@stevomiller Thank you for the well thought out reply!
As to your questions; as far as thicker steel is concerned we build tanks (liquid tanks not the military vehicle type) so 3/4 is about the biggest we get barring specialty jobs. The material we receive for said specialty jobs is usually provided by the customer or third party and any drop or scraps are returned to the customer and/or third party. As far as the welding equipment we have, I personally can GMAW, SMAW, and GTAW and my machine can push 600 amps. We do have access to a SAW but after talking to the guy that runs that side of the shop the 3/4 is going to be to thin to weld on edge with the sub-arc without melting down the corners and possibly blowing out the middle. For the fab equipment we have plate rollers, punches, band saws and breaks from 20 ton to 400 ton. The other half of the company is refractory, they have lots of scrap fire-brick so as far as tempering I was thinking I could fab a frame to build a temporary box above a coal forge to heat treat, stress relieve and temper the material (open to suggestions on this). For hardfacing, that is actually how I learned to weld many many years ago although it was hashing a diamond pattern to loader buckets (and hopefully my welding skills have improved since those days). For what I am planing to forge, I was going to start out with making all of my own tools, the only purchase I want to make is a ball peen hammer to start, everything else I plan to make (hammers, tongs, hardy tools etc) just to reclaim what little knowledge I have about smithing and hopefully expand my existing knowledge. Eventually I would like to make knives, axes, swords (If I am up to the task, I understand forging a sword is a very time consuming endeavor) as well as small projects to the tune of drawer pulls, towel hooks/racks etc. I do have "some" knowledge of smithing but that knowledge is restricted to farrier work and ninety eight percent of the shoes were cold forge with the two percent remaining being simple tasks such as putting borium on mule shoes and an occasional cross bar. Which brings me to your last inquisition about the london pattern anvil. I don't know if the smiths here (and honestly around the world) are asked about that particular style so much that it is an automatic assumption that any new smith wanting to build their own anvil is going to go with that style, but that is not the style I was planning to go with. That is not an accusation, only an observation, I do not mean any disrespect by that as I am more than grateful for your time, help, and advice. The anvil I have "built" in my head looks more like an Australian style but it wasn't intentionally modeled that way, I have only about 3" off the back of the anvil which is just enough for the hardy and pritchel holes with empty space below to knock out the plugs of anything I need to punch or drift. The horn (if included, I might end up just making a hardy tool to replace the need for a horn) will be a very stubby thing only about 4" or so. The waist is the same size as the face, and will basically just be a solid block of metal running from face to foot. I did have a suggestion today by a co-worker to have each piece of plate running vertically instead of horizontally, I would have to agree with that suggestion as it would add more structural integrity especially in the horn and heel areas.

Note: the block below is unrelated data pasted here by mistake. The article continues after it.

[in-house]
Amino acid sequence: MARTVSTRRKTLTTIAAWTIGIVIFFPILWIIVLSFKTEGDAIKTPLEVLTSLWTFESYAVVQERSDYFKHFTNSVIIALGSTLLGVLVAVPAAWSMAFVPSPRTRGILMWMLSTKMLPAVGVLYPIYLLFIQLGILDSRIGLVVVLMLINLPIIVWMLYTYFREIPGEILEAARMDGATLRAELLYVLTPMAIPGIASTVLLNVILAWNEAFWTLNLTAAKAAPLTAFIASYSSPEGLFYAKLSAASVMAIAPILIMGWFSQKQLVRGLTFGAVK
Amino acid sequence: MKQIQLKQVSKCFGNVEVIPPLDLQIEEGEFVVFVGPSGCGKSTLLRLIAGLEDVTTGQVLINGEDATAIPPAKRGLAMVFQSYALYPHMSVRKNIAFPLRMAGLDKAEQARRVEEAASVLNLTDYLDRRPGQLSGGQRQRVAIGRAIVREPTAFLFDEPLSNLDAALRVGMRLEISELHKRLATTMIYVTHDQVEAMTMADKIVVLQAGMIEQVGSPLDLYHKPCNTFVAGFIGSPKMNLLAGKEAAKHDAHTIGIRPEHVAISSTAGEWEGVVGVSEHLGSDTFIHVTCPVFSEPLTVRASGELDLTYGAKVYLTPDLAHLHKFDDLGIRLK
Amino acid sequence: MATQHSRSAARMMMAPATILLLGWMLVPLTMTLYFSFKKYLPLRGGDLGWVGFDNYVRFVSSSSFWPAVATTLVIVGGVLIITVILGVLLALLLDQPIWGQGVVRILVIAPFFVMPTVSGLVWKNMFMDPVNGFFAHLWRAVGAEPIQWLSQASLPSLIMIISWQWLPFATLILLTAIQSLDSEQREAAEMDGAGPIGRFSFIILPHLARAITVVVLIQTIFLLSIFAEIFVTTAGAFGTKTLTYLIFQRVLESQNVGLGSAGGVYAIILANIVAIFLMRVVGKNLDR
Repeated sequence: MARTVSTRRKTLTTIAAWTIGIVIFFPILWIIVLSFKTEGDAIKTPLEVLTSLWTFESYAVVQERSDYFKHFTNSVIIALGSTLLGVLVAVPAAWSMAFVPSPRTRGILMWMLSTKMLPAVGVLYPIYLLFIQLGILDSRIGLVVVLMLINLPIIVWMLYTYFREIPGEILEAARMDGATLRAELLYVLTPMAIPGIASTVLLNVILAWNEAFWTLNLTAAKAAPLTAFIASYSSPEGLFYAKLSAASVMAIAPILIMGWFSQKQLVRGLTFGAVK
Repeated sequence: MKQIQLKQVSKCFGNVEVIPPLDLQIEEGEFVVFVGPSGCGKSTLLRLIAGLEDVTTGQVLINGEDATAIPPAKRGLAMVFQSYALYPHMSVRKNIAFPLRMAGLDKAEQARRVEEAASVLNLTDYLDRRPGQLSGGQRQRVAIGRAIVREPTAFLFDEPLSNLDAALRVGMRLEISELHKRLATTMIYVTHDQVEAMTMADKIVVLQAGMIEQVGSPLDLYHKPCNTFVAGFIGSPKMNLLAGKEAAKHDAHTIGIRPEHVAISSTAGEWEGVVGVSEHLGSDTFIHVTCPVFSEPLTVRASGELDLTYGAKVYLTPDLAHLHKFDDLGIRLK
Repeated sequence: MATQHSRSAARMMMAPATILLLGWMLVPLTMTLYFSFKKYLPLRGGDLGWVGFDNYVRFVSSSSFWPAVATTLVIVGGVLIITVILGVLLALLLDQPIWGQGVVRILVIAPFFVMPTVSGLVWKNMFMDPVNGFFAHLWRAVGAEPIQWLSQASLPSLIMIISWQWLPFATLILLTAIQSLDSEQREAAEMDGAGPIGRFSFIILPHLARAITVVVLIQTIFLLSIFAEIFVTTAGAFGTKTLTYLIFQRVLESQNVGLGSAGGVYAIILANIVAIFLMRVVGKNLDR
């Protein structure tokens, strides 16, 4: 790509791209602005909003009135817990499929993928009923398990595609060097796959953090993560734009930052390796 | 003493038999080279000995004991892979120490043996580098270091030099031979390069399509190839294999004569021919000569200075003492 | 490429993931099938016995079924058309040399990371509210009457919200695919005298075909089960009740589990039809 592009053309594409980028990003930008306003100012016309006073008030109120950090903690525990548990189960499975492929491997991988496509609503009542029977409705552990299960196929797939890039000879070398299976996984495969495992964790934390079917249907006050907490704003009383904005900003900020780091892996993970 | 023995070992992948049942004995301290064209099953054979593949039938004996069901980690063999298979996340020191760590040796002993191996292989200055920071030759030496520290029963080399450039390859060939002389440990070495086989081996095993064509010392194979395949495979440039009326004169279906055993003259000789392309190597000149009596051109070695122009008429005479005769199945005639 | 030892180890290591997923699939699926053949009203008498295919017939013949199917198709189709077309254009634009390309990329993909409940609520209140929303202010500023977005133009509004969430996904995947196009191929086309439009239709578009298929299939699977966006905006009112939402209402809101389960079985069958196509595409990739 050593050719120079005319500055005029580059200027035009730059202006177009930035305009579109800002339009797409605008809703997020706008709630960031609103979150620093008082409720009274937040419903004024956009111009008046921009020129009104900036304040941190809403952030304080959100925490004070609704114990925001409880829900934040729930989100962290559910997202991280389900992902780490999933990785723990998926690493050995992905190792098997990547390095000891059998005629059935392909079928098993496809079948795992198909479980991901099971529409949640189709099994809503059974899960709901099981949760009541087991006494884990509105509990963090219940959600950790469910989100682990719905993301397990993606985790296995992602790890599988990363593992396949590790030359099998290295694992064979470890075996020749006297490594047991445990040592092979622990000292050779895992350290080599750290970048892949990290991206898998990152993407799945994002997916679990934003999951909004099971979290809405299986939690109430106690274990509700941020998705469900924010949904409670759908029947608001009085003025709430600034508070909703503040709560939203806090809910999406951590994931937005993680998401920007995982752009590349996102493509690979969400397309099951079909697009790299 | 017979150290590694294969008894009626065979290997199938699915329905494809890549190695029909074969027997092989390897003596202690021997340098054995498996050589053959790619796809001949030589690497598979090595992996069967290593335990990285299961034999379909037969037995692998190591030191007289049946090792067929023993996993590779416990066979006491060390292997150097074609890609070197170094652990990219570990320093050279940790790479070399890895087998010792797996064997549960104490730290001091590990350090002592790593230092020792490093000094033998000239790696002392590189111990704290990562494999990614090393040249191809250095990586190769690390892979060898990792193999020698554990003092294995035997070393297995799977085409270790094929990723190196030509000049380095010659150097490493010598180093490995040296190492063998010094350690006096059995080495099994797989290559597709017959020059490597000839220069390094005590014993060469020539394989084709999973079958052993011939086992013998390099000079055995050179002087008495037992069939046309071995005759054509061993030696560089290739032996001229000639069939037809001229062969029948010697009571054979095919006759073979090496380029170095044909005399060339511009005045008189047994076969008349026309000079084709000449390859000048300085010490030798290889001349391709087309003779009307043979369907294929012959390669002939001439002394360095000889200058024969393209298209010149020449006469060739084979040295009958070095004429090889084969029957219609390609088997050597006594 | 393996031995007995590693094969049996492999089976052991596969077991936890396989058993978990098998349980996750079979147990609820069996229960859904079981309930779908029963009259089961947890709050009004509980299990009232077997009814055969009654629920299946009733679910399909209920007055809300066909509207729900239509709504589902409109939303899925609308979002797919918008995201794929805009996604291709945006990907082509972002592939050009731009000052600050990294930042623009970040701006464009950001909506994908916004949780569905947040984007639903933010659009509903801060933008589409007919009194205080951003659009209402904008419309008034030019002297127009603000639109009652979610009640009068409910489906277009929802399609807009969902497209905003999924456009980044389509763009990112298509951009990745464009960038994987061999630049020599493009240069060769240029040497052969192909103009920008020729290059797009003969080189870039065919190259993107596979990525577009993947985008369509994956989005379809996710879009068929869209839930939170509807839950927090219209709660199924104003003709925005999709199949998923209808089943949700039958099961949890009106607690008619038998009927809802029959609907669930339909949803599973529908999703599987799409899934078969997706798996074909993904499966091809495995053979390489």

In closing, I really appreciate you taking the time to help me and potentially others who are in the same situation as myself.